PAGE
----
Get to know a bit more about Cima Collina Winemaker Annette Hoff and her approach to sustainability in this recent interview with Paul Robins of the Resource Conservation District of Monterey County.
Why winemaking? I’ve always been interested in how things are grown and made. I never really meant to become a winemaker when I was younger but a few things happened along the way and I got into wine production after college and never looked back. It was a good fit with my interests – interesting people, the combination of art and science in infinite degrees, the opportunity to experience and bear witness to the wonders of wine grape growing/winemaking, and the space to work with my hands.
Your thoughts about the land you manage- what are you most proud of? In general the push towards sustainability, as a holistic concept, that involves not only how the land is farmed but also focuses on responsible, equitable relationships with employees, vendors, customers. I constantly reevaluate my stance on farming, winemaking & wine selling and ask our employees to do the same — how can we improve to make our operations more environmentally friendly? How can we recycle more or curb the purchase of materials in the first place? How do we save energy and work smarter? Making improvements across the spectrum of business operations will in turn help us to improve our farming and wine processing methods — a full circle that I want to keep in motion.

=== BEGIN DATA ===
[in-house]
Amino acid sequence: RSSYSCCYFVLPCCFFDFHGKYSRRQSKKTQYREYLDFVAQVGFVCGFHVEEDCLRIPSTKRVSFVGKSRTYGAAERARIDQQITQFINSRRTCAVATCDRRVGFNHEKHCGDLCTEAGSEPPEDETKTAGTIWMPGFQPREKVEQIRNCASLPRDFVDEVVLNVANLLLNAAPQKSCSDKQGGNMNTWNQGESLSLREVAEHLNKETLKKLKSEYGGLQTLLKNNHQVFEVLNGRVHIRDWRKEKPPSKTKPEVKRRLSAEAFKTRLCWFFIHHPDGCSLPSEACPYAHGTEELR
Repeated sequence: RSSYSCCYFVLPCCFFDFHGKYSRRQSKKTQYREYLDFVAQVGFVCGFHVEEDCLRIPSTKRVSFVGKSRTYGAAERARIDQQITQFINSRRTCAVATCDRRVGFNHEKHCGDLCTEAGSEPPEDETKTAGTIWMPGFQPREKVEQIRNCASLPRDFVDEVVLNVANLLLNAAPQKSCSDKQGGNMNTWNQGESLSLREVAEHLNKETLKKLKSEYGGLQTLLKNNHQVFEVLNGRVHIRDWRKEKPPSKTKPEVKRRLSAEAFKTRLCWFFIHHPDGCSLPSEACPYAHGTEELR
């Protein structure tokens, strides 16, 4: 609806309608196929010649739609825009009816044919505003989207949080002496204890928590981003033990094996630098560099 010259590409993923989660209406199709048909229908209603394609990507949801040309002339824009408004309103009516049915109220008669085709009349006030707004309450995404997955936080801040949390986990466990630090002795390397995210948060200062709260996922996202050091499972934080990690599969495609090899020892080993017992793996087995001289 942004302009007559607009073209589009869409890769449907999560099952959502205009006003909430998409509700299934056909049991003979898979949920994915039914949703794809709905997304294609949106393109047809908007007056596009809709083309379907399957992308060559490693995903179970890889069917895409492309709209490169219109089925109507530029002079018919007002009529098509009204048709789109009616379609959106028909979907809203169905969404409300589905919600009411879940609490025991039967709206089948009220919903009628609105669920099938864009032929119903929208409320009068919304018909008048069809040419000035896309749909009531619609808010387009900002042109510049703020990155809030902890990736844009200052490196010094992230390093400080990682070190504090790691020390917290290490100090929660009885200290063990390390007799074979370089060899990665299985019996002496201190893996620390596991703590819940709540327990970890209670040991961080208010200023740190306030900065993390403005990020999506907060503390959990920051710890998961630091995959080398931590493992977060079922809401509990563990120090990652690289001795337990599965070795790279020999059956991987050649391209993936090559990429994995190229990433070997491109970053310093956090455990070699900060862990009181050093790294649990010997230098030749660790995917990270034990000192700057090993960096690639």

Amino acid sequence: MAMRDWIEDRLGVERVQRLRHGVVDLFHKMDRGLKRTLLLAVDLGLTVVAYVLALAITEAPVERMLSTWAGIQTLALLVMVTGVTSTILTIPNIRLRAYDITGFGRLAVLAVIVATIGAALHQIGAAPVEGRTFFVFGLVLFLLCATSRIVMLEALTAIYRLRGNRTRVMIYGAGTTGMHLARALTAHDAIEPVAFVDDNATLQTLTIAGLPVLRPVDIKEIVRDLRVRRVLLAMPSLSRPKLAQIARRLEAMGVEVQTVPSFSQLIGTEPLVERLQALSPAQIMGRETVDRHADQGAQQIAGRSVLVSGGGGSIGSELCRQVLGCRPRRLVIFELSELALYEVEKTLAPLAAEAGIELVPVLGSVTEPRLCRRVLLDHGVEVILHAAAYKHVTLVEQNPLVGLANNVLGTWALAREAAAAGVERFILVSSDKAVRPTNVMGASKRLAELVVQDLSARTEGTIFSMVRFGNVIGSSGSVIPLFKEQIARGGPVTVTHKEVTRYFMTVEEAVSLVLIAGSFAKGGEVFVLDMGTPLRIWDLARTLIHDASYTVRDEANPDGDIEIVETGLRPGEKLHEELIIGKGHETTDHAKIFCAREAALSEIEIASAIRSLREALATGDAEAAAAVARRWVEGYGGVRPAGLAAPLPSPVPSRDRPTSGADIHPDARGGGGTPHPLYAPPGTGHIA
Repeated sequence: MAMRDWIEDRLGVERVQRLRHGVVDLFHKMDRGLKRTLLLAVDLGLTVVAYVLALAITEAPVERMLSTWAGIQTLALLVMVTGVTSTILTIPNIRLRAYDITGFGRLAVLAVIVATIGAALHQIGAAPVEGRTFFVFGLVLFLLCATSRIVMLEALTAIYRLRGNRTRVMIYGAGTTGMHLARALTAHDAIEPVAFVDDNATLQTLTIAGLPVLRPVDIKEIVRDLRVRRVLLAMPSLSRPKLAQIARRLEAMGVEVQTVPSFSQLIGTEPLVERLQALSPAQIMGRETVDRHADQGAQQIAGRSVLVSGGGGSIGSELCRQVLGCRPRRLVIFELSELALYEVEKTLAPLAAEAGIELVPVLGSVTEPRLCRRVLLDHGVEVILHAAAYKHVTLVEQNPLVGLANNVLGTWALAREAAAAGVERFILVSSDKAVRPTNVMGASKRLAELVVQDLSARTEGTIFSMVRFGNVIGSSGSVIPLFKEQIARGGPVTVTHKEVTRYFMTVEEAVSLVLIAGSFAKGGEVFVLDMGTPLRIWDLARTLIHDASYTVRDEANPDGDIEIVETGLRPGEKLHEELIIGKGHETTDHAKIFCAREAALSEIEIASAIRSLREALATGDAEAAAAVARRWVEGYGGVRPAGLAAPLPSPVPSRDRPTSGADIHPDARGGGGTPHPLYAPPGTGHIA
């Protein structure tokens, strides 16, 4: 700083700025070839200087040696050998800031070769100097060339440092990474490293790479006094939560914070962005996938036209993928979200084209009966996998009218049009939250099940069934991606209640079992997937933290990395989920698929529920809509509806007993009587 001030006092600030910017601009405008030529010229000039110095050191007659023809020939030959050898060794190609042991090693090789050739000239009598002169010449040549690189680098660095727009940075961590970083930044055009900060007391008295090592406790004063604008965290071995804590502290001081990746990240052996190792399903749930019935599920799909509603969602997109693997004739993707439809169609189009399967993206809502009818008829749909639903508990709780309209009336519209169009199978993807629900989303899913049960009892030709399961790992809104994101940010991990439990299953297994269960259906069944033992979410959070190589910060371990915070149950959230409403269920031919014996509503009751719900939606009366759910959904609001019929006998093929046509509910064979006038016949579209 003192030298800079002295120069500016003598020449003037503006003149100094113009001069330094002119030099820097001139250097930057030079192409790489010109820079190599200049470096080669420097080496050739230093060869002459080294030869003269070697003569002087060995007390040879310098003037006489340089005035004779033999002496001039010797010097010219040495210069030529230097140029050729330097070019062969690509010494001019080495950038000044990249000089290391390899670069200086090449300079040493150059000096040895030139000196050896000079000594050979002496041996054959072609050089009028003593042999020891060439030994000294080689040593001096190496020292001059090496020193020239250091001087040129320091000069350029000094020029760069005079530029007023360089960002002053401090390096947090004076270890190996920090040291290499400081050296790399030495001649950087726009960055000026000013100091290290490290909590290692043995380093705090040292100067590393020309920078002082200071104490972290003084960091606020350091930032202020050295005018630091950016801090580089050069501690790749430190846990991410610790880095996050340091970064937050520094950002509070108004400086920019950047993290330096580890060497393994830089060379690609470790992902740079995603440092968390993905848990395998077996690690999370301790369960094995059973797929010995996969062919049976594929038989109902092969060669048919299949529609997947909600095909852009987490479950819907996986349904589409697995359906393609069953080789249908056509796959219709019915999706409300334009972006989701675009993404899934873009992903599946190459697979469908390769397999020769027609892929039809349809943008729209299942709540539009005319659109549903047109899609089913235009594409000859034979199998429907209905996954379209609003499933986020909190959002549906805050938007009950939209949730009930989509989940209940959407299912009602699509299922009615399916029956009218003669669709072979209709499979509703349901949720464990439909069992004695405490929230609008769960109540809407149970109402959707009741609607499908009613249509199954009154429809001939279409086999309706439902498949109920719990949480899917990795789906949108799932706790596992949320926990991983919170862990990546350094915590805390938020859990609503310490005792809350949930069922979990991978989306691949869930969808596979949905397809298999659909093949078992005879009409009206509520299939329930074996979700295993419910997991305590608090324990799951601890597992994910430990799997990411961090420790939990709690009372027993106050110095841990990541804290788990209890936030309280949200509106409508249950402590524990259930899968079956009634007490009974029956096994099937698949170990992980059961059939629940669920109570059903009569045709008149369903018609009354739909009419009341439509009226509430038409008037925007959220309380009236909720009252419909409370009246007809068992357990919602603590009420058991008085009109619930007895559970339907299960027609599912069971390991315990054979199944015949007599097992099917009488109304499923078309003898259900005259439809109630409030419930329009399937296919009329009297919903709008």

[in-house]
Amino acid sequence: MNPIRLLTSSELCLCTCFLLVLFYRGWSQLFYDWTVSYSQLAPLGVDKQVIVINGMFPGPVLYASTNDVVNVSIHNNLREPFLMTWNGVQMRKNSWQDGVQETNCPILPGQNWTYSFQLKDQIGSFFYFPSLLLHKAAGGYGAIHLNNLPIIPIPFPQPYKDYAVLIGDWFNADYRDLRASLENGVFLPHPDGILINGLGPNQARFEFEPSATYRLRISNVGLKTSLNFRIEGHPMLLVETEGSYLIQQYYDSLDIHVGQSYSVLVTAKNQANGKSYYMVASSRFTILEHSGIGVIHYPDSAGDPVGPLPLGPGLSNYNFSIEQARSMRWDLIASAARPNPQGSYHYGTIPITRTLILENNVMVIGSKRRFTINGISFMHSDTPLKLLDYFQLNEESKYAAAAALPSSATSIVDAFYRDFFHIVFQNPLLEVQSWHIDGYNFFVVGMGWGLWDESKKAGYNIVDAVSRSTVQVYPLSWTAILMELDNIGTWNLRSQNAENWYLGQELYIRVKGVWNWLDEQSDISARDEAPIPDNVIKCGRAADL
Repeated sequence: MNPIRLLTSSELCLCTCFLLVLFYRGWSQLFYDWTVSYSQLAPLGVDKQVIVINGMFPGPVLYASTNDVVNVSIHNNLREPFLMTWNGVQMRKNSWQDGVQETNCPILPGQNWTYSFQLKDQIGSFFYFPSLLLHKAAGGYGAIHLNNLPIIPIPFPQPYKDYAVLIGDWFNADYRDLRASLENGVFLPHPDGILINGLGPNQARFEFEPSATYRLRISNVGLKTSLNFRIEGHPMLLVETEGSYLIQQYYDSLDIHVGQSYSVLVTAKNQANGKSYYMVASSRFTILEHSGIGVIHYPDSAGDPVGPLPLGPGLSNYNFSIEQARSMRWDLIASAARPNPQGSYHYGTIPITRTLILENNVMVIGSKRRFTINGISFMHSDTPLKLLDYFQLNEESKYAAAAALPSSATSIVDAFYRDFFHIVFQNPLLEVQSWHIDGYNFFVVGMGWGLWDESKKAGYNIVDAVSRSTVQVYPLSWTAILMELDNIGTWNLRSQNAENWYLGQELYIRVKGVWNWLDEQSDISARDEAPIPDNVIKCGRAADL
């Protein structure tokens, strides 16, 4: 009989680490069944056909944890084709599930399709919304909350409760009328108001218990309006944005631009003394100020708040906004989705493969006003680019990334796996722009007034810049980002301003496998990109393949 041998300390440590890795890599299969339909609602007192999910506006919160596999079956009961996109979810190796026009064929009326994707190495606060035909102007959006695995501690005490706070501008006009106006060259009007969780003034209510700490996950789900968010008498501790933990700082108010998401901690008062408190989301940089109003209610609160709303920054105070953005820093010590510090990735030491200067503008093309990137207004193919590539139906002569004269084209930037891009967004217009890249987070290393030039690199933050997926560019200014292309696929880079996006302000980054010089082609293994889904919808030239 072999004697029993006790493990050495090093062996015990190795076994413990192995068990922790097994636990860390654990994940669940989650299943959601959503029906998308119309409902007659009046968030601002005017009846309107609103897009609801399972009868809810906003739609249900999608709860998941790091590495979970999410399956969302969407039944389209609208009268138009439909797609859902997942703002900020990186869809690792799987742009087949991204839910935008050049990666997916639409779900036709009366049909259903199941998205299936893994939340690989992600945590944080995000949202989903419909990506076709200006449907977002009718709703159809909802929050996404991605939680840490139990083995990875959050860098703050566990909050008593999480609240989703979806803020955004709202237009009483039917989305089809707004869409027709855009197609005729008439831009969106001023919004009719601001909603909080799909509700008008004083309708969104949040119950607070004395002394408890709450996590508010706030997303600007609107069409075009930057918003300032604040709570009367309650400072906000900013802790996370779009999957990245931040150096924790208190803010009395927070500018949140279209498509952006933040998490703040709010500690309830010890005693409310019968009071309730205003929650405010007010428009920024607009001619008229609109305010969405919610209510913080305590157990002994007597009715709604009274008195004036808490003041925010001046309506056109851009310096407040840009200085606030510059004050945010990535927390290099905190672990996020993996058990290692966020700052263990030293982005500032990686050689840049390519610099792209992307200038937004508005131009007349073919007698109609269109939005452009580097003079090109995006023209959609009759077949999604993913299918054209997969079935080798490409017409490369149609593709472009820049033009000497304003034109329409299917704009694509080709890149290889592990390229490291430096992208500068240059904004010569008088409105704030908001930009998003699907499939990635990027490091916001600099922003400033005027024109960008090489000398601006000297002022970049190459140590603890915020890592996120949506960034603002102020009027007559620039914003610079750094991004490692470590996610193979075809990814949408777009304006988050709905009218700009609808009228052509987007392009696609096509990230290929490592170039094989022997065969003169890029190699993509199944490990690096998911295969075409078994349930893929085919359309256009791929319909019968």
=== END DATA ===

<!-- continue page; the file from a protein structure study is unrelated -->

As stewards of land —what are you most hopeful for? The more widespread acceptance of this new era of sustainability than I’ve ever seen before. What are you most fearful/concerned for? Not addressing climate change — we haven’t done a good enough job as a country to have an honest discussion of climate change and work collectively to solve the problem.
If cost weren’t an issue, what else would you do? I would do all kinds of things: graze sheep and geese in our vineyards (reduced tractor mowing/reduced fuel use/reduced soil compaction); pay to implement integrated pest management in all of our vineyards; implement falconry in all of our vineyards in order to eliminate the use of bird netting; install western bluebird nesting boxes (insect control) and owl boxes in every vineyard (gopher control); educate the public on the positive aspects of vineyards as permaculture (as opposed to more destructive farming methods); pay all of the vineyards we work with to convert to no-till farming; have a gravity-flow, solar- and wind-powered winery that is also built out of recycled materials; implement technology to capture CO2 emissions from fermenting wines.